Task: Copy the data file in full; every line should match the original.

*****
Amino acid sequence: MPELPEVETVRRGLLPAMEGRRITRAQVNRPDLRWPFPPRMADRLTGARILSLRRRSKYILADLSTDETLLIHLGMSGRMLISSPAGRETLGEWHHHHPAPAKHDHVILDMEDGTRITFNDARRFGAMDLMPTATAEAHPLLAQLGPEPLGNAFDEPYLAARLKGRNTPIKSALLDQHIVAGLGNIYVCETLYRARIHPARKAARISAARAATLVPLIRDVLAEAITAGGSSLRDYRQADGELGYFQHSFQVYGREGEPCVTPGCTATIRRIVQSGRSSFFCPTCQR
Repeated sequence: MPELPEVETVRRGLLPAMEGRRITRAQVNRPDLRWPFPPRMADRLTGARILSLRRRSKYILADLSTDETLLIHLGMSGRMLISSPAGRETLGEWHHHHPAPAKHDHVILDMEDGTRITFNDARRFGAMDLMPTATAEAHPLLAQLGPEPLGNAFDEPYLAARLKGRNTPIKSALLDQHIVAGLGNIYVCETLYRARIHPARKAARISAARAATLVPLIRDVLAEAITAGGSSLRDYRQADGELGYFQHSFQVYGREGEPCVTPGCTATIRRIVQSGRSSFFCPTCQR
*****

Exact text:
Amino acid sequence: MPELPEVETVRRGLLPAMEGRRITRAQVNRPDLRWPFPPRMADRLTGARILSLRRRSKYILADLSTDETLLIHLGMSGRMLISSPAGRETLGEWHHHHPAPAKHDHVILDMEDGTRITFNDARRFGAMDLMPTATAEAHPLLAQLGPEPLGNAFDEPYLAARLKGRNTPIKSALLDQHIVAGLGNIYVCETLYRARIHPARKAARISAARAATLVPLIRDVLAEAITAGGSSLRDYRQADGELGYFQHSFQVYGREGEPCVTPGCTATIRRIVQSGRSSFFCPTCQR
Repeated sequence: MPELPEVETVRRGLLPAMEGRRITRAQVNRPDLRWPFPPRMADRLTGARILSLRRRSKYILADLSTDETLLIHLGMSGRMLISSPAGRETLGEWHHHHPAPAKHDHVILDMEDGTRITFNDARRFGAMDLMPTATAEAHPLLAQLGPEPLGNAFDEPYLAARLKGRNTPIKSALLDQHIVAGLGNIYVCETLYRARIHPARKAARISAARAATLVPLIRDVLAEAITAGGSSLRDYRQADGELGYFQHSFQVYGREGEPCVTPGCTATIRRIVQSGRSSFFCPTCQR